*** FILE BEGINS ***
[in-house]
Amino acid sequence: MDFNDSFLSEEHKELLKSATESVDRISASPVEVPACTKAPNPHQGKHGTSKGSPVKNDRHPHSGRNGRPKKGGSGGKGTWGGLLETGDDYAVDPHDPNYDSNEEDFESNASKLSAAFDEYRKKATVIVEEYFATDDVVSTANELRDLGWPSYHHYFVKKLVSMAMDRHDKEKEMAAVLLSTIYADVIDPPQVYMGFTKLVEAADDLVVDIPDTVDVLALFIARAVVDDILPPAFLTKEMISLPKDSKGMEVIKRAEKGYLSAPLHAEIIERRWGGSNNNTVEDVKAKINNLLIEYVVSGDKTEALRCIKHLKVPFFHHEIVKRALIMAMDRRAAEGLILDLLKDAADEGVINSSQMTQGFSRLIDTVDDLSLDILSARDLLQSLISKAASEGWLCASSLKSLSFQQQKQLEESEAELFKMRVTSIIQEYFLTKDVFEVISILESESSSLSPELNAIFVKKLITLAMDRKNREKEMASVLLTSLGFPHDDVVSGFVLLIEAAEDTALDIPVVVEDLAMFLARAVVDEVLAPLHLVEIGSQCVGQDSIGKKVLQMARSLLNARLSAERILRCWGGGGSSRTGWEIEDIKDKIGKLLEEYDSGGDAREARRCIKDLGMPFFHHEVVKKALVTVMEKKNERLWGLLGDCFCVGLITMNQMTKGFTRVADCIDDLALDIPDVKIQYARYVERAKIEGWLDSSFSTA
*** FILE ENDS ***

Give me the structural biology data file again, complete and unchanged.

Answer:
[in-house]
Amino acid sequence: MDFNDSFLSEEHKELLKSATESVDRISASPVEVPACTKAPNPHQGKHGTSKGSPVKNDRHPHSGRNGRPKKGGSGGKGTWGGLLETGDDYAVDPHDPNYDSNEEDFESNASKLSAAFDEYRKKATVIVEEYFATDDVVSTANELRDLGWPSYHHYFVKKLVSMAMDRHDKEKEMAAVLLSTIYADVIDPPQVYMGFTKLVEAADDLVVDIPDTVDVLALFIARAVVDDILPPAFLTKEMISLPKDSKGMEVIKRAEKGYLSAPLHAEIIERRWGGSNNNTVEDVKAKINNLLIEYVVSGDKTEALRCIKHLKVPFFHHEIVKRALIMAMDRRAAEGLILDLLKDAADEGVINSSQMTQGFSRLIDTVDDLSLDILSARDLLQSLISKAASEGWLCASSLKSLSFQQQKQLEESEAELFKMRVTSIIQEYFLTKDVFEVISILESESSSLSPELNAIFVKKLITLAMDRKNREKEMASVLLTSLGFPHDDVVSGFVLLIEAAEDTALDIPVVVEDLAMFLARAVVDEVLAPLHLVEIGSQCVGQDSIGKKVLQMARSLLNARLSAERILRCWGGGGSSRTGWEIEDIKDKIGKLLEEYDSGGDAREARRCIKDLGMPFFHHEVVKKALVTVMEKKNERLWGLLGDCFCVGLITMNQMTKGFTRVADCIDDLALDIPDVKIQYARYVERAKIEGWLDSSFSTA